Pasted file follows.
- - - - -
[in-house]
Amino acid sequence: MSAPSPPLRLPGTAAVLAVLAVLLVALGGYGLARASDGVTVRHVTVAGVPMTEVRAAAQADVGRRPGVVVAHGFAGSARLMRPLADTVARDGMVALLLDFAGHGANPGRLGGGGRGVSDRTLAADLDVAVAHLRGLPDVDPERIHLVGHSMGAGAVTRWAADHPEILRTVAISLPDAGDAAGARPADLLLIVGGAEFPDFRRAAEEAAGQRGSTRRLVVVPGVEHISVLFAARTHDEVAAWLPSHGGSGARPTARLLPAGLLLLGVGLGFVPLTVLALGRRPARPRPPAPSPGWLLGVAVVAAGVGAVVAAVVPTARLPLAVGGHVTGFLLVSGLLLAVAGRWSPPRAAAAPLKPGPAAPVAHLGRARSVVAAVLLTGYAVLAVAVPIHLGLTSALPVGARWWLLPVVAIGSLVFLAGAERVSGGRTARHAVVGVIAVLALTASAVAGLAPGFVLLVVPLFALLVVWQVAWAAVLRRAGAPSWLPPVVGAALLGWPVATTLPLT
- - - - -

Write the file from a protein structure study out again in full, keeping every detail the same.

[in-house]
Amino acid sequence: MSAPSPPLRLPGTAAVLAVLAVLLVALGGYGLARASDGVTVRHVTVAGVPMTEVRAAAQADVGRRPGVVVAHGFAGSARLMRPLADTVARDGMVALLLDFAGHGANPGRLGGGGRGVSDRTLAADLDVAVAHLRGLPDVDPERIHLVGHSMGAGAVTRWAADHPEILRTVAISLPDAGDAAGARPADLLLIVGGAEFPDFRRAAEEAAGQRGSTRRLVVVPGVEHISVLFAARTHDEVAAWLPSHGGSGARPTARLLPAGLLLLGVGLGFVPLTVLALGRRPARPRPPAPSPGWLLGVAVVAAGVGAVVAAVVPTARLPLAVGGHVTGFLLVSGLLLAVAGRWSPPRAAAAPLKPGPAAPVAHLGRARSVVAAVLLTGYAVLAVAVPIHLGLTSALPVGARWWLLPVVAIGSLVFLAGAERVSGGRTARHAVVGVIAVLALTASAVAGLAPGFVLLVVPLFALLVVWQVAWAAVLRRAGAPSWLPPVVGAALLGWPVATTLPLT